Trump and Russian President Vladimir Putin talk during the Asia-Pacific Economic Cooperation Summit in Danang, Vietnam, on Nov. 11. (Reuters)
US President Donald Trump repeatedly complains about the ongoing probe against him and his close associates and has told his confidants in private that he needs better “TV lawyers” to defend him against special counsel Robert Mueller’s investigation into possible collusion between his campaign and Russia.
According to a revealing report in the Washington Post, “the president vents to associates about the FBI raids on his personal attorney Michael Cohen — as often as “20 times a day,” in the estimation of one confidant — and they frequently listen in silence, knowing little they say will soothe him.
The FBI raided Cohen’s office last month, seizing emails, tax documents and records related to his $130,000 payment to adult-film star Stormy Daniels. At the time Trump reacted to the FBI raids and called it a “disgraceful situation,” and once again said the entire special counsel investigation of Mueller is a witch-hunt that deflects attention from more important issues.
The report says Trump gripes that he needs better “TV lawyers” to defend him on cable news and is impatient to halt the “witch hunt” that he says undermines his legitimacy as president.
The report, based on 22 unnamed sources from the White House, Justice Department and “Trump confidants and attorneys connected to the probe,” describes the president as scrambling “for survival” amid the probe while plotting his next moves with former New York mayor Rudi Giuliani.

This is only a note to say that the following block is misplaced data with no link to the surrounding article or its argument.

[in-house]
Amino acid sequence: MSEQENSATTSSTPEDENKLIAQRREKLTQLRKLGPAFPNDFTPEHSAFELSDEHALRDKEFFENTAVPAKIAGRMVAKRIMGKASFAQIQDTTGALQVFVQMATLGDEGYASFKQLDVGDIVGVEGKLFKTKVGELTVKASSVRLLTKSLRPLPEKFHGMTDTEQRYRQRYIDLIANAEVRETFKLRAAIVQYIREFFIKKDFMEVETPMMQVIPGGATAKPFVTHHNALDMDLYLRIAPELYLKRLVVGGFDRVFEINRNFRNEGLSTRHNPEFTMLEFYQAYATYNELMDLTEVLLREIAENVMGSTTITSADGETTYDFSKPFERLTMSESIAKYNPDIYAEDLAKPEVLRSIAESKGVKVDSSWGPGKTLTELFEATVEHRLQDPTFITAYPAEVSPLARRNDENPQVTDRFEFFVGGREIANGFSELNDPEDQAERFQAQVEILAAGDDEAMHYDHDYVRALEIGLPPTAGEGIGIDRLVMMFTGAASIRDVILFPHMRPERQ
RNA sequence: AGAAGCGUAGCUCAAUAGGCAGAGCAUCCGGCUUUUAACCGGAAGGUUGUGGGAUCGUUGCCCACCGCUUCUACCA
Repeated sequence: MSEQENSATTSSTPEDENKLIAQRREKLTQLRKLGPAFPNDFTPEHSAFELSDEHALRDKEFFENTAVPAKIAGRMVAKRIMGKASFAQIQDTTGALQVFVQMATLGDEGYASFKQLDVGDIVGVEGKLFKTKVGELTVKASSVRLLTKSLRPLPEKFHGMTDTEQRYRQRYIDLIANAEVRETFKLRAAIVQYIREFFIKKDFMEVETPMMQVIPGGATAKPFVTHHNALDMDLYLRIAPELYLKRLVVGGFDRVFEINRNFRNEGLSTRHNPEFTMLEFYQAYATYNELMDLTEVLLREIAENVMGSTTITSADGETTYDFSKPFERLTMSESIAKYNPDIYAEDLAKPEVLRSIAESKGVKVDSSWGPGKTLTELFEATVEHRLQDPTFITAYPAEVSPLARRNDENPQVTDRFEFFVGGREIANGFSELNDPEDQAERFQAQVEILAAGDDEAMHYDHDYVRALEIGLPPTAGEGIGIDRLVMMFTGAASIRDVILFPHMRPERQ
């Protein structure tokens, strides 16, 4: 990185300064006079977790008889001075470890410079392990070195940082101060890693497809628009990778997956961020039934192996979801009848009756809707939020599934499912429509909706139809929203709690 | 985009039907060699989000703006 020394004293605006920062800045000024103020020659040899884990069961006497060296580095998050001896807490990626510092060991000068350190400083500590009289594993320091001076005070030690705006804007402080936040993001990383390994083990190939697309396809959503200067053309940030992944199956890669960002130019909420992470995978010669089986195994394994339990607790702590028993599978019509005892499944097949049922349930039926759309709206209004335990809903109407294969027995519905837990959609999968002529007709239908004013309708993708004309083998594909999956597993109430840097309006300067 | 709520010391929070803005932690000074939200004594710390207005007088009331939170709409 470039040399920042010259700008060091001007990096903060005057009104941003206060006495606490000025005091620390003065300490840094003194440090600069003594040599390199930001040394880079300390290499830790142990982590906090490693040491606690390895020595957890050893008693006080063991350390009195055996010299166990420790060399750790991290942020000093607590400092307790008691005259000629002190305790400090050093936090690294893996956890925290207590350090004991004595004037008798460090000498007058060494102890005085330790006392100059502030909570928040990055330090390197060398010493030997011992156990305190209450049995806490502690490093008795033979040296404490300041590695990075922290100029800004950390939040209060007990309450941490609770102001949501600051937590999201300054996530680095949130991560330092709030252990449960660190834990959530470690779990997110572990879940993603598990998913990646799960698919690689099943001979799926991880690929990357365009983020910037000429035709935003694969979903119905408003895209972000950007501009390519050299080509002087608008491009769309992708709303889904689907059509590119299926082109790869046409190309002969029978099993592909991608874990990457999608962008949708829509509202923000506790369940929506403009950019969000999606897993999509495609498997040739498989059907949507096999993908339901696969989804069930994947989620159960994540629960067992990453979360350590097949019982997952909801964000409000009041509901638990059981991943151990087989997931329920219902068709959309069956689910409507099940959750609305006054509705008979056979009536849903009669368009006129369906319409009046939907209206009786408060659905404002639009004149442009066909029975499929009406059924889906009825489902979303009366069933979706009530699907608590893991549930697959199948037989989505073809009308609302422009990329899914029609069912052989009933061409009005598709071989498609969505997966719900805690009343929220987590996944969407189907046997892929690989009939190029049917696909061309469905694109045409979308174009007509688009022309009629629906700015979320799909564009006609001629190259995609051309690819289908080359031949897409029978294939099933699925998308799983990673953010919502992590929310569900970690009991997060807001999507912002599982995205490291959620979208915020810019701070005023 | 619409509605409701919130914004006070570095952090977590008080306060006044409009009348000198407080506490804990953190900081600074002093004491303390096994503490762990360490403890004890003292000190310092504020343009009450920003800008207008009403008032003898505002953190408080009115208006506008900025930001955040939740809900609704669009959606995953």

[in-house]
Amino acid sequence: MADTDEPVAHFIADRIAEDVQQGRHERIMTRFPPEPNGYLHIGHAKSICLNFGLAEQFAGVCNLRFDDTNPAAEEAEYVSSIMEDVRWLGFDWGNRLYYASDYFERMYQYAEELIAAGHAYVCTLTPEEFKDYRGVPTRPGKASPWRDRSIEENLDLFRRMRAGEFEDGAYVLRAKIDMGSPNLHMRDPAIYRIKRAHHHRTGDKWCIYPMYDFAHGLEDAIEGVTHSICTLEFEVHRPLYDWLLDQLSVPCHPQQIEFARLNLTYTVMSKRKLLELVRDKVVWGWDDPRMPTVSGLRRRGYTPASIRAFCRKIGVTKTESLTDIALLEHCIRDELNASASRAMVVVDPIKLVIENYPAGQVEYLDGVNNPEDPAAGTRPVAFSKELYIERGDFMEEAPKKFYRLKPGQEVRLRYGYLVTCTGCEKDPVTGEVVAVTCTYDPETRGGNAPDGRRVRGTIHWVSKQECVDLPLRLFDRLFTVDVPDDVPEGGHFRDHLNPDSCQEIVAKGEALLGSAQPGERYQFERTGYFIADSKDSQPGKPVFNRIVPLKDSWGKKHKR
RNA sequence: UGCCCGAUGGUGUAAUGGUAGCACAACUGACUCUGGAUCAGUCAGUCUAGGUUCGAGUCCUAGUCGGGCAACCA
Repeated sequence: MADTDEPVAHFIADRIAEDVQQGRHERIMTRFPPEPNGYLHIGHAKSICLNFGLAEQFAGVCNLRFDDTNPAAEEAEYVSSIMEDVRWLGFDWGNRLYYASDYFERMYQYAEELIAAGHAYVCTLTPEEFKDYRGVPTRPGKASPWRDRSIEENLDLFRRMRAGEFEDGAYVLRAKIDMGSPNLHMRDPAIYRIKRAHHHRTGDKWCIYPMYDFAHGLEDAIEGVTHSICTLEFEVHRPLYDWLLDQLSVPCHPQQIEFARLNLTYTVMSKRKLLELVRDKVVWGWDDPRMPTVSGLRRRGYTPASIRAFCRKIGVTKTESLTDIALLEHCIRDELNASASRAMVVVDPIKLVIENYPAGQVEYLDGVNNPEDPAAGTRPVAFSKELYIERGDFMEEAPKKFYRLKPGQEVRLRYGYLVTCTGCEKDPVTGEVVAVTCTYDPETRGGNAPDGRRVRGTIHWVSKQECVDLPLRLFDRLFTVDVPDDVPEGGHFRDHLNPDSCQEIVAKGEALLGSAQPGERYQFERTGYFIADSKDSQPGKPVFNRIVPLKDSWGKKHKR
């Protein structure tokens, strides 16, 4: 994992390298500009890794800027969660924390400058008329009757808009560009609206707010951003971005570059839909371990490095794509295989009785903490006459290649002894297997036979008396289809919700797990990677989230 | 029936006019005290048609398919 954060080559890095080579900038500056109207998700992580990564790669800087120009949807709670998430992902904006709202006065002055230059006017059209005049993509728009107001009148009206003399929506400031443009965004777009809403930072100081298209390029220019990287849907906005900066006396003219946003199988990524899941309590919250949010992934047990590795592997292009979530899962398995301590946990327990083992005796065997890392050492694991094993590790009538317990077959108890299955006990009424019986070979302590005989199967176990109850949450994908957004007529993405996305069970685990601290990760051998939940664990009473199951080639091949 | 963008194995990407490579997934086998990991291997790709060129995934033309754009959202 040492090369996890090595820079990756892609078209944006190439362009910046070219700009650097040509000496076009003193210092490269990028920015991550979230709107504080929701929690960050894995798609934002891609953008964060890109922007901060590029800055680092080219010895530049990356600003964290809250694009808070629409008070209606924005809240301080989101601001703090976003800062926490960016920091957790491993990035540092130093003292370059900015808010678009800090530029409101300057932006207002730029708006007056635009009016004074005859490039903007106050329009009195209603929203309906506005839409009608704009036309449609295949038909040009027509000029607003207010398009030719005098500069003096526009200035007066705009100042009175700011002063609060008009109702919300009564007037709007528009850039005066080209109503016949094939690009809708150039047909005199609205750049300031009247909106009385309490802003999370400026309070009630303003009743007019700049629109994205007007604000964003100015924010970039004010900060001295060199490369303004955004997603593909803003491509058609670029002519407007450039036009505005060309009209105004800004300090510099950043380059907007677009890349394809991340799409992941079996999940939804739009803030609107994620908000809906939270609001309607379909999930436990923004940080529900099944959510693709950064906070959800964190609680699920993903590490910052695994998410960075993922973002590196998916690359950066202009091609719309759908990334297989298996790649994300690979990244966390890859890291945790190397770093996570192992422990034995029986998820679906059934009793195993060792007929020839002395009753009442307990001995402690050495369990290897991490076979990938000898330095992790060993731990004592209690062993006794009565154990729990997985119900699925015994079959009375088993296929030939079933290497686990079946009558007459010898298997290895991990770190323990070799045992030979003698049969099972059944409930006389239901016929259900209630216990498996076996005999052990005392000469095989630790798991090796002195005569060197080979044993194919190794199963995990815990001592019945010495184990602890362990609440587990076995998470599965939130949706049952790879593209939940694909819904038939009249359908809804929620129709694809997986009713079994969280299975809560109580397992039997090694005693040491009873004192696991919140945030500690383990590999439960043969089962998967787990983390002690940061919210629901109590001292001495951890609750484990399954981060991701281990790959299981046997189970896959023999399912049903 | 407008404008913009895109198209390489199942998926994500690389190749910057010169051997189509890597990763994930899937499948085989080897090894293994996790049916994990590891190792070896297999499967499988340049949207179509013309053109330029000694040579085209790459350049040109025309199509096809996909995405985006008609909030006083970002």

“We’re on the same wavelength,” Giuliani recently said. “We’ve gone from defense to offense.”
Mueller probe taking its toll on Trump?
Mueller’s investigation into Russia’s interference in the election and connections to Trump’s campaign and associates has resulted in a guilty plea from former national security adviser Michael Flynn, who is cooperating, and an indictment of former campaign chairman Paul Manafort, who is scheduled to go on trial in Virginia in July and in Washington in September on conspiracy, bank fraud and tax fraud charges.
In this file photo taken on June 21, 2017 former FBI Director Robert Mueller, special counsel on the Russian investigation, leaves following a meeting with members of the US Senate Judiciary Committee at the US Capitol in Washington, DC. (AFP)
The special counsel also is examining whether Trump obstructed justice in a variety of areas, from his request of then-FBI director James Comey to drop the Flynn investigation to his firing of Comey to his role dictating a misleading statement on behalf of Trump Jr. about his 2016 Trump Tower meeting with a Russian lawyer.
The Post describes the probe as a “steaming locomotive, already delivering indictments or guilty pleas involving 19 people and three companies, while soliciting interviews with most of the president’s closest aides and outside associates.”
“This has moved at a lightning speed,” said Christopher Ruddy, a Trump friend and chief executive of Newsmax.
“They’re not messing around. They’re going very quickly. The number of indictments, pleas and other moves is just amazing. I think it will come to a head quicker than other investigations.”
This article provided by NewsEdge.